Many large insurance organizations have some level of corporate simplification on their annual to-do list, but the initiative often gets pushed aside because of gaps between corporate and business priorities and available resources. The corporate simplification process requires a champion who can take into account and balance varying points of view, call upon required resources, facilitate project management and authorize access to subject-matter expertise. Moreover, a corporate simplification program must balance corporate (tax, regulatory, governance and financial reporting costs) and business (customer, distribution, products, process and technology) needs and considerations. Depending on the complexity of the organization and underlying challenges, a simplification initiative can take several months to well over a year.

The three stages of such an initiative include:

  1. Assess – The ultimate goal of a corporate simplification process is a streamlined corporate structure that corresponds to business core competencies and strategy. This structure will have an efficient balance of cost, risk, regulatory, tax, capital, governance and operational parameters that aligns business operations with the legal entity structure. In the initial phase of the initiative, representatives from corporate and business areas must come together to review the current use of legal entities and create the desired future organizational structure, as well as take into account the existing corporate environment (rather than what existed in the past). If the simplification effort is part of a broader business unit re-alignment, the assessment and design phase will require a significant commitment of time and effort to redefine the desired business strategy. If the simplification is taking place within a well-defined business unit structure, then the focus can be limited to streamlining and reducing overall cost within the existing business unit strategies.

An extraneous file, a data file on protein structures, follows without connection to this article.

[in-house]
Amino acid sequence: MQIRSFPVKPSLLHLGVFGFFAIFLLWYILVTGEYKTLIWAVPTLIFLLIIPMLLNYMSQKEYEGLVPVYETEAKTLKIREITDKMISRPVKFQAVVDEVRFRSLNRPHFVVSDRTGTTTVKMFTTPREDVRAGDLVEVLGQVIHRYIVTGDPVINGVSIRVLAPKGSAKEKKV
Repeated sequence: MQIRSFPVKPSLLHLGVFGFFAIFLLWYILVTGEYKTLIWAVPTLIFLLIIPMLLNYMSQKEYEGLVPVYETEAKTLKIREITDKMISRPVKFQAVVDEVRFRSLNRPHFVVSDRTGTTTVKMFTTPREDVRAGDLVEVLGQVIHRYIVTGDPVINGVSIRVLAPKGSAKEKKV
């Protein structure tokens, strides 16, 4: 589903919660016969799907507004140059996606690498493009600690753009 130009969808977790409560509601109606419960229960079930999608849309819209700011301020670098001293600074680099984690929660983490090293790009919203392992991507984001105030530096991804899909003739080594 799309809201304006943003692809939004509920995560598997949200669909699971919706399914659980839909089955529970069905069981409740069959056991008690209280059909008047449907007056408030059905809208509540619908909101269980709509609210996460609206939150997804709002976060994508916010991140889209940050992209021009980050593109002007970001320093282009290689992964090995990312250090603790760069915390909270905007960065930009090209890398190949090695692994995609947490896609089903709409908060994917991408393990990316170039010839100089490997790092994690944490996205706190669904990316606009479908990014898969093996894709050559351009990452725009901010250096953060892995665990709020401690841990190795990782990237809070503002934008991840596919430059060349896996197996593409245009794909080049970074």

A complete inventory of legal entities should be created outlining information such as the business use, applicable business unit, domicile, direct and net business written (for insurance companies only), required/minimum capital, actual capital, potential for elimination, and other information as defined by the group. Furthermore, to complete the assessment of the simplification effort, a business impact analysis that includes a premium tax analysis by state domicile and a regulatory domicile analysis should occur at this stage. Companies also need to carefully look at their portfolio of companies to ensure they have the entities they need today and for the near future.

  1. Design – As the plan starts to take shape, the project team must conduct a deeper analysis of accounting, business and technology transition issues. The deliverable will be a proposed road map that:
  • Outlines a streamlined legal entity organization structure with greater capital efficiency and alignment with business strategy;
  • Identifies the proposed combinations/eliminations of insurance and non-insurance entities;
  • Describes the proposed movement of capital (including extraordinary dividends required) and reinsurance transactions to effectuate the change (if applicable); and
  • Establishes a communication plan within a high-level timeline.

This outline of proposed changes must be well vetted internally before the organization approaches regulators, rating agencies and other constituents.

  1. Implement – Once the design is ready, project management and subject-matter expert resource requirements must be confirmed. Program and change management and associated governance structures are critical throughout the planning and implementation phases as the number of work streams, constituents, interdependencies and issues can be substantial for larger-scale simplification programs. Once the team is in place, it must create detailed implementation project plans, identify quick wins, establish an effective communication plan and establish an issue/dependency management process. Communication to all constituents – employees, sales force/agents, regulators, rating agencies and policyholders – is vital in any simplification initiative.